User Profile


Recent Posts

Curated Posts
starCurated - Recent, high quality posts selected by the LessWrong moderation team.
rss_feed Create an RSS Feed
Frontpage Posts
Posts meeting our frontpage guidelines: • interesting, insightful, useful • aim to explain, not to persuade • avoid meta discussion • relevant to people whether or not they are involved with the LessWrong community.
(includes curated content and frontpage posts)
rss_feed Create an RSS Feed
All Posts
personIncludes personal and meta blogposts (as well as curated and frontpage).
rss_feed Create an RSS Feed

Philosophical theory with an empirical prediction

2 min read
Show Highlightsubdirectory_arrow_left

Trying to find a short story

1 min read
Show Highlightsubdirectory_arrow_left

Reflexive self-processing is literally infinitely simpler than a many world interpretation

1 min read
Show Highlightsubdirectory_arrow_left

Facing the Intelligence Explosion

1 min read
Show Highlightsubdirectory_arrow_left

Recent Comments

I'm not really convinced that it's unlikely. Just because we can construct systems that are strongly deterministic at the macro level doesn't mean that the quantum behavior we can't yet explain isn't based in some way on the higher-level organization of the fundamental particles involved.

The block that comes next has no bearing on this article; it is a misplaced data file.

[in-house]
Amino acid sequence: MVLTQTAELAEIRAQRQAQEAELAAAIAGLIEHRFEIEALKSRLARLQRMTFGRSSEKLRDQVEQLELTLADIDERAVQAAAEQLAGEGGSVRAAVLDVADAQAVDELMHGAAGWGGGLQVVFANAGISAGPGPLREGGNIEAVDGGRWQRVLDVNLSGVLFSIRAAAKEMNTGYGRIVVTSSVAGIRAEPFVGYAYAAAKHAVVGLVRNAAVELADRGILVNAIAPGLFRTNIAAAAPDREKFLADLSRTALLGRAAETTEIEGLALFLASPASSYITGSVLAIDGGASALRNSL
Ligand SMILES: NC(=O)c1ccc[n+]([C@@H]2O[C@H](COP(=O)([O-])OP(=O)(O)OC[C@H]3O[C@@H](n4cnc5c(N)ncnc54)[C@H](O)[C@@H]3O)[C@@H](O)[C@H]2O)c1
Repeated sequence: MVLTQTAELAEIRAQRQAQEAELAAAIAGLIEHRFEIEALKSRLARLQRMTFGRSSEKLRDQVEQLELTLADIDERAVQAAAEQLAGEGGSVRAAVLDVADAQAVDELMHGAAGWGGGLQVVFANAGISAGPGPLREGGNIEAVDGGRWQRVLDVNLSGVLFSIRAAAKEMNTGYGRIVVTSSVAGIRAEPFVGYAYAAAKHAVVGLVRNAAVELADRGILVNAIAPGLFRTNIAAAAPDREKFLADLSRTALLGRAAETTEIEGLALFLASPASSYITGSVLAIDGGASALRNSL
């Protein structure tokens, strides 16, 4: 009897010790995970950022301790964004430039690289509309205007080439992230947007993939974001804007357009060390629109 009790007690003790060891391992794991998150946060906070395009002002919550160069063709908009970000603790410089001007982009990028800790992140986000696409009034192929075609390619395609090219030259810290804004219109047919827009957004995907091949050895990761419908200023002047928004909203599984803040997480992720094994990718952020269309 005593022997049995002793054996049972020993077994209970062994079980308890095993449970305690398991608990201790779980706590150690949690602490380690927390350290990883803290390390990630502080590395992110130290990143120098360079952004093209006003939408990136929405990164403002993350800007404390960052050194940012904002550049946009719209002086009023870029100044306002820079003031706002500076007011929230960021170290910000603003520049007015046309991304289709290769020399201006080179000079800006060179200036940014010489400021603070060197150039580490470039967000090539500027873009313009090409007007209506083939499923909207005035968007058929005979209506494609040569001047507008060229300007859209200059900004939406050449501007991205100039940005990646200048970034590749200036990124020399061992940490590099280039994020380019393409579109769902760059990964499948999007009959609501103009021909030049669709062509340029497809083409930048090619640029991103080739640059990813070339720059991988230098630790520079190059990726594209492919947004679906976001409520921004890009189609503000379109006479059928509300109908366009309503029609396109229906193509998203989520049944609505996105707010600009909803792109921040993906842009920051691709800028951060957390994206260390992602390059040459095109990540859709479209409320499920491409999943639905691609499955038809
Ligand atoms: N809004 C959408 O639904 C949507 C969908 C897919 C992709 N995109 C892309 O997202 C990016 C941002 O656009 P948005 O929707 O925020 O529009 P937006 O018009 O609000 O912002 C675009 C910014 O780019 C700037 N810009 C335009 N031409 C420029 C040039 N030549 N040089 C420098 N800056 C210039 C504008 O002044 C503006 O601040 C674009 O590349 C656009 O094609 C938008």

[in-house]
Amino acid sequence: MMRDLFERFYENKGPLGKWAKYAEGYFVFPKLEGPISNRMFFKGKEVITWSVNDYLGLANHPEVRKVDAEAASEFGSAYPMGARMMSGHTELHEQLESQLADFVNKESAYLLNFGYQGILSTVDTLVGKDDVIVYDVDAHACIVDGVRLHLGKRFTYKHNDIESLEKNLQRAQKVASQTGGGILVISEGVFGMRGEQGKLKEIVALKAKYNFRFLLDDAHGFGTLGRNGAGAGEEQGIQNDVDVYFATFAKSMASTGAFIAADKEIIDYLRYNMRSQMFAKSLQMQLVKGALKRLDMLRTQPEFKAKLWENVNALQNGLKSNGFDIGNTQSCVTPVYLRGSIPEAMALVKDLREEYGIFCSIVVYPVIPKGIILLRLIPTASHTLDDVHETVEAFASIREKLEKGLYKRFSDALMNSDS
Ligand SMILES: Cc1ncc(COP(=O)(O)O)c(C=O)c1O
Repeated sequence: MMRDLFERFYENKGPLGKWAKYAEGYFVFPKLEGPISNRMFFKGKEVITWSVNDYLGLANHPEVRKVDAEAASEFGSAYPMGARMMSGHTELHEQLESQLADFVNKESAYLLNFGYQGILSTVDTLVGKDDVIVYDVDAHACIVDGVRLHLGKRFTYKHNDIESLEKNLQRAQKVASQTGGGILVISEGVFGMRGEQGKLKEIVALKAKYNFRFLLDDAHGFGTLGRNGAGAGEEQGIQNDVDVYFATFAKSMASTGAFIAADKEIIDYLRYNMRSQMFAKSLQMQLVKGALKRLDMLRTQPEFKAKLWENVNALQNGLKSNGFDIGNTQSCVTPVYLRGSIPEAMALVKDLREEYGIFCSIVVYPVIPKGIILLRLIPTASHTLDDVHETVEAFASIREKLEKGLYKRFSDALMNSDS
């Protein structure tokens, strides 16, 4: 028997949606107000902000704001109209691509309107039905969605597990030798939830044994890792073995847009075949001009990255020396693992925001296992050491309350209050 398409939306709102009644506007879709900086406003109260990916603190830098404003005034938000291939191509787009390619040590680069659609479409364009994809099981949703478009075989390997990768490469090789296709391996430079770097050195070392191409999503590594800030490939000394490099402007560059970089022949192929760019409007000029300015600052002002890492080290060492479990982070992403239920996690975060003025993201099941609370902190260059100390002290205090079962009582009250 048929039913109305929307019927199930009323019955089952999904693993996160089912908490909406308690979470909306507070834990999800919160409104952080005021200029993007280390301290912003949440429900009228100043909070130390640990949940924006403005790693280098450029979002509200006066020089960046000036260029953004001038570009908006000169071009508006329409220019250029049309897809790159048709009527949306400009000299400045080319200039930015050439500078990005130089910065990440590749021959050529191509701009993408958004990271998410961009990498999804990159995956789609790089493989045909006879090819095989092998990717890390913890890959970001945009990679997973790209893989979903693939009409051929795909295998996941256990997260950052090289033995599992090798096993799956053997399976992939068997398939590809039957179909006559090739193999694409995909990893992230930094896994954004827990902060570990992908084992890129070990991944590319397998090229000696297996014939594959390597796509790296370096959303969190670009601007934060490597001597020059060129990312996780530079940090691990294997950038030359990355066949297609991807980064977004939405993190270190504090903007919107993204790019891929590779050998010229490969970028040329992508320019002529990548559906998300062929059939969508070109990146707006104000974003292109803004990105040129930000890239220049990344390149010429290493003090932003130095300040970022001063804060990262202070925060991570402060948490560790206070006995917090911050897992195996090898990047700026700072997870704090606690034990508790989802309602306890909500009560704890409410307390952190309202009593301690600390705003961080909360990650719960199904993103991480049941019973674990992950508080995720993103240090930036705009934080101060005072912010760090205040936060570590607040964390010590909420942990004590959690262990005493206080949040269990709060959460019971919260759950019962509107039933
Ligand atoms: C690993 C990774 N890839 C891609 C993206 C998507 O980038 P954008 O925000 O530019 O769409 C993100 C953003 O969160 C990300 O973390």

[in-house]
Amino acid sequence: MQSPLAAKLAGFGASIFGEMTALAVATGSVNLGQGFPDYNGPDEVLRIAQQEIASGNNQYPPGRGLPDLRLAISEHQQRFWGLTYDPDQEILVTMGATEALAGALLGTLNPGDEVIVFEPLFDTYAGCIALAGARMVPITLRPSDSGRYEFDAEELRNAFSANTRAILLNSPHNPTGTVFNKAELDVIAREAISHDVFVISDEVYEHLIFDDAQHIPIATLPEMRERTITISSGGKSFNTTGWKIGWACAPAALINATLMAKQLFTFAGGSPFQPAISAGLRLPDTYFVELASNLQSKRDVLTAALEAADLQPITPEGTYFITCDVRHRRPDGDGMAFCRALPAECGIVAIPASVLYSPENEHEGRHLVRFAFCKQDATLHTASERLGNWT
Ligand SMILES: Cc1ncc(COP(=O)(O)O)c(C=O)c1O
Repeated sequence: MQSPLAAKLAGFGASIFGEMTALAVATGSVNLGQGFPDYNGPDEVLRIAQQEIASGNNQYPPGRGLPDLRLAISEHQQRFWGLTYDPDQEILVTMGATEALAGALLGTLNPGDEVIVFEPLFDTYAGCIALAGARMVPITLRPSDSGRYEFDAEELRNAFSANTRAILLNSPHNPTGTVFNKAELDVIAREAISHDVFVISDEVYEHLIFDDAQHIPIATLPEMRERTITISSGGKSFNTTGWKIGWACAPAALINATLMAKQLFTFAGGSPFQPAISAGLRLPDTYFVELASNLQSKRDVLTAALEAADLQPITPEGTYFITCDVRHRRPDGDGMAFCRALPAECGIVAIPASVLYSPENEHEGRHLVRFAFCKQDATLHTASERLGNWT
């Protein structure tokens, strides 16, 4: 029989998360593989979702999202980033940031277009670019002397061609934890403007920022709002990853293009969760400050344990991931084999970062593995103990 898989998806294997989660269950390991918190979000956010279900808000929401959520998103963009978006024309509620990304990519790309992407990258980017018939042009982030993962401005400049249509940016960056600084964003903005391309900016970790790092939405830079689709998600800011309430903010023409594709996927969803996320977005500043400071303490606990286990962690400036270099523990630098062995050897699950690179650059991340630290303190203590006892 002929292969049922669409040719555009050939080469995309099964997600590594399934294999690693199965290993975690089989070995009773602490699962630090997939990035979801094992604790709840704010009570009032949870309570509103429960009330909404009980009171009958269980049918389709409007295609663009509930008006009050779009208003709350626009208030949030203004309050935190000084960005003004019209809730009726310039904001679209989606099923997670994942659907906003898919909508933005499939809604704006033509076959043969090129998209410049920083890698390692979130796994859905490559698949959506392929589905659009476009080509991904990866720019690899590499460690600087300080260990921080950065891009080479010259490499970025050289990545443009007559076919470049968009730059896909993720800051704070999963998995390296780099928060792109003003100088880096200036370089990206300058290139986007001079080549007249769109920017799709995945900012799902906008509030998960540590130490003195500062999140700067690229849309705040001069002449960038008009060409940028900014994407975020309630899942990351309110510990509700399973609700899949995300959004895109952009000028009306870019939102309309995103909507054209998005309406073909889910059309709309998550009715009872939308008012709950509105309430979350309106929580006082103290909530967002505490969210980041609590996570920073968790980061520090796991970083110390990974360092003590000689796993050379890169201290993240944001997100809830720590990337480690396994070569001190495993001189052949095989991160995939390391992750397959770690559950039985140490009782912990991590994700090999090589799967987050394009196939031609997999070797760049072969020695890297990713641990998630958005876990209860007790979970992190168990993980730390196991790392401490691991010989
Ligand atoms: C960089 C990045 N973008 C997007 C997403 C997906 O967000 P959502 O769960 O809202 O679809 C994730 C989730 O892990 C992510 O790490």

I understand your point, but I'd be interested to see this proven (or dis-proven) bottom-up from first principles... observing that something in particular (chlorophyll, photosynthesis, etc) reduces from the top down like this leaves too many holes for it to really disprove the idea (e.g. maybe this...(read more)

> So there is no conclusive proof either way.

This is what I suspected. But is there anyone studying quantum physics from this perspective? I'd like to see a theory of quantum physics based on this idea, but it's not my field at all. I'm wondering if anyone has looked into it from this perspective ...(read more)

Basically the evidence is the opposite of what you hope it will be.

Can you please substantiate this claim?

This is it! Wow. Thank you so much!

It's not a book, it's a short story

doesn't gravity act at a distance? how is that "non-locality"?

it seems very philosophically appealing for many reasons, but I can't judge its merit as a theory of physics.

if you need everything to calculate anything, that's terrible


having forces with infinite range doesnt imply nonlocality

isn't that what i'm saying? so why did you say no?